***
            There was a splash of gore and intestines. The masked Phentari whirled, a chainsword clutched in each of its four tentacles. The guard fell apart before him, sliced into four sections across the torso. Ah what skill, what nerve, it took to do that. An accomplishment requiring hours of practice. The Phentari swiped at a cowering nurse, carving off half her face. It was an act of pure sadism, doing nothing to advance the plot. The Phentari revved its swords and lurched into the maternity ward.
            BEEP
            There were two guards in the ward, both firing pistols with impunity. Rather risky thing to do in a hidden room filled with babies. After taking a few hits, the Phentari summersaulted over a crib and speared one guard in the abdomen while simultaneously decapitating the other. The obstacles dealt with, the Phentari raised its weapons. Remember, babies were worth 10 points and preemies 20.
            BEEP
            With the second warning Drake flipped off the game, Lone Phentari 2: Mass Murder is My Hobby, and sat up in his steel chair, pretending to be engaged in his work. He had uploaded a restricted program into his system that warned him whenever the supervisor or any of his cronies were logging in to monitor Drake’s work, giving him time to spruce himself up.
            Drake- DKE-k0018 (as was his full name) was employed in an administrative capacity on the Brethia Stargate Project. Stargates created a stable wormhole from one gate to another. They allowed a ship to move easily from star to star, galaxy to galaxy, without needing to employ warp drive or dip into hyperspace. Easily the quickest method of travel, the demand was so great that a ship could wait for weeks before getting clearance to enter. And with the energy required to maintain these holes, the cost for Stargate travel was appropriately astronomical.
            The Brethia Stargate was an attempt by the Mutzachan Trade Council to create a structure to power hundreds of stargates. To achieve this, they were building a Dyson sphere around the system’s star (with a surface area of 92 billion Earths) to absorb every iota of solar energy emanating from the heavenly body and, after 104 years of construction, it was only 35% complete. It was, quite simply, the single greatest feat of astro-engineering ever attempted. And Drake was bored silly by it.
            By its nature this amazing attempt created incredible amounts of administrative difficulties in all areas- from storage of construction supplies, to housing the ten million workers, to the acquisition of enough paper products so that everyone could clean themselves. This is where Drake came in, or rather Drake’s batch. The entire DKE series, all 50,000 of them, had been developed to address the organizational issues, specifically spoiled food indexing, hazardous material disposal, and septic management. Laugh if you want, but the amount of excrement generated each month could have created its own small moon orbiting the station.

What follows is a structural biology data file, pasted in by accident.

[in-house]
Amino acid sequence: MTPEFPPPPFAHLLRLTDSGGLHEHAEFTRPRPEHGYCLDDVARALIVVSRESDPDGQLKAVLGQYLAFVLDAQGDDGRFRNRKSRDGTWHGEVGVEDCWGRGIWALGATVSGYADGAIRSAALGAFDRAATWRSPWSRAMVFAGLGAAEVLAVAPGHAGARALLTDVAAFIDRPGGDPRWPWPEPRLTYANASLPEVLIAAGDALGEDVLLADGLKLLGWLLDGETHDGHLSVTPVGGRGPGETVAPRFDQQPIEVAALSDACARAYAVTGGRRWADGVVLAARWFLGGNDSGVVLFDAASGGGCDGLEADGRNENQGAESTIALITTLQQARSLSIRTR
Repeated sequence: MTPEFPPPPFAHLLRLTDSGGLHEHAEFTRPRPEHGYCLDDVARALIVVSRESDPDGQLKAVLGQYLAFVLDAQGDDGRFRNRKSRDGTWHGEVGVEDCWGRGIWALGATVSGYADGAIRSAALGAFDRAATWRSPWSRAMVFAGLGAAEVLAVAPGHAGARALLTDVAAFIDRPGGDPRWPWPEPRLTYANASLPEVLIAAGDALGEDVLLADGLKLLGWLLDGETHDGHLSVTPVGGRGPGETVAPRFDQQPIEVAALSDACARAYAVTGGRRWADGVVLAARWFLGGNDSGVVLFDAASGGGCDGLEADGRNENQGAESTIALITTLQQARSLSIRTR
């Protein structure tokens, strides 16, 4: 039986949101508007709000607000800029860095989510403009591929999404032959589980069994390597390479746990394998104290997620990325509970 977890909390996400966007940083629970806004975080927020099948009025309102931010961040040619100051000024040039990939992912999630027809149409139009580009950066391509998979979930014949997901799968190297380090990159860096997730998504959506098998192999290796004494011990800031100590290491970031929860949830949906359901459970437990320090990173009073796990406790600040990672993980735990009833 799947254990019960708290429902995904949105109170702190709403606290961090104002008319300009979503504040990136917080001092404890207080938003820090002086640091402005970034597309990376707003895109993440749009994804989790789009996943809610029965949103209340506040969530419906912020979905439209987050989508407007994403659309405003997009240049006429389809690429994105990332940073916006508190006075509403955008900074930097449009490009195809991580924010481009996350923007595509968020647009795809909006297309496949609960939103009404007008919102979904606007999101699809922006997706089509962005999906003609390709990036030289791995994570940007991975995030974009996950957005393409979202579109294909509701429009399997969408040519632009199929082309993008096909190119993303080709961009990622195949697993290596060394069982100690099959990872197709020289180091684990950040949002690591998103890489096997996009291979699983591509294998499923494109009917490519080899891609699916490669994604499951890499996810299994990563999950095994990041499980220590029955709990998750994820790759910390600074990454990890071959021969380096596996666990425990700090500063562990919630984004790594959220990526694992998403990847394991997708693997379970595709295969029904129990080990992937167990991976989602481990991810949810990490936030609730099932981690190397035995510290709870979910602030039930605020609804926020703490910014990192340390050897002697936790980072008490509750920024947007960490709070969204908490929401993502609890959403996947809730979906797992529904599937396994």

Day after climate controlled day it was the same grind. Type figures, check figures, adjust figures, order figures. Then walk back to his designated rest area, consume the daily food allotment, complete the regulation exercise regimen, engage in the compulsory social hour with his assigned friend group, watch the film being shown that night, and pass out in his sleep cylinder. One day meshed invisibly into another.
            A waterfall of tiny numbers streamed over Drake’s monitor. It took all of his effort not to sigh or yawn. To the average supervisor (and Drake’s was very average) it looked as if he was sitting in rapt attention, taking in each integer flooding his vision. In reality, his mind was elsewhere.
            After I take care of the Maternity Ward, I should double back and see if any patients have respawned in the Leukemia Ward. If they haven’t, I can toss an incendiary device into the Burns Unit and see who blows up. If that goes well, I should have enough points to earn the Blood Soaked Achievement!
            A further buzz indicated that his Mutzachan superior’s omnipresent eye had cast his gaze at another hapless middle manager. Drake slouched back in his chair and sighed. He wasn’t bad at his job. He couldn’t help but be competent. Having been decanted only three months prior, practically the only knowledge rattling around in his head was the implanted managerial skill suite. It’s just that the thing he was bred to be good at didn’t interest him. 
            Technically the Gen-Human species were designed to be fanatically enthusiastic about their assigned field, but as Drake himself was a living testament to, it was extremely difficult to genetically engineer a body’s personality. One minor fluctuation in the DNA coding could result in a host of new quirks and mental disorders. It was probably why the species had such an abnormally high rate of schizophrenia.
Jake-DKE-r0865, Drake’s co-worker from down the hall, popped his head into the pod.
“Hey,” Jake said. “Did you see? I got in the upper twentieth for Mazian Bubble Bounce this week! Now that’s a feat!”
“Great, buddy. Congratulations.” 
Mazian Bubble Bounce was a game where you tried to keep an amorphous grey blob afloat using a combination of green, red, and blue bubbles, while avoiding random dropping needles. This was a favorite among the DKE series as it depended primarily on muscle memory and required no actual higher brain usage. Some of the others had created a secret leaderboard where they competed for the high score, but Drake didn’t partake. He just liked to lazily shoot things.